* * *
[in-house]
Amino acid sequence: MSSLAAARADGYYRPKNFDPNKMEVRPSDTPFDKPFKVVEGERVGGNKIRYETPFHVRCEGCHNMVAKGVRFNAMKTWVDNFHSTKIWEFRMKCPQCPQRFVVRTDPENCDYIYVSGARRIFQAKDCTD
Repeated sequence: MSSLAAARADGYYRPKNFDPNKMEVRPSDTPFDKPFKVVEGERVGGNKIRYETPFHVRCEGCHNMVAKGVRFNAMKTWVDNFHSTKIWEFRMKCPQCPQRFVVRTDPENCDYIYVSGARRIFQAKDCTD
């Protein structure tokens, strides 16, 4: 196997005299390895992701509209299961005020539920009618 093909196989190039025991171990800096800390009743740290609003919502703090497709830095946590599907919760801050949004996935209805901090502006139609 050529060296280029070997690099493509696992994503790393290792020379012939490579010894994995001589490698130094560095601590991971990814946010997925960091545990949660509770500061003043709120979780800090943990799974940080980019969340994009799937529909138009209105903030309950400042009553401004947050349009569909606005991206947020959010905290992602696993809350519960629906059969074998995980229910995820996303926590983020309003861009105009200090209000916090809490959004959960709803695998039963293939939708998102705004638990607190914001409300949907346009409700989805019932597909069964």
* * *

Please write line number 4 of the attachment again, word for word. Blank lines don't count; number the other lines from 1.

């Protein structure tokens, strides 16, 4: 196997005299390895992701509209299961005020539920009618 093909196989190039025991171990800096800390009743740290609003919502703090497709830095946590599907919760801050949004996935209805901090502006139609 050529060296280029070997690099493509696992994503790393290792020379012939490579010894994995001589490698130094560095601590991971990814946010997925960091545990949660509770500061003043709120979780800090943990799974940080980019969340994009799937529909138009209105903030309950400042009553401004947050349009569909606005991206947020959010905290992602696993809350519960629906059969074998995980229910995820996303926590983020309003861009105009200090209000916090809490959004959960709803695998039963293939939708998102705004638990607190914001409300949907346009409700989805019932597909069964």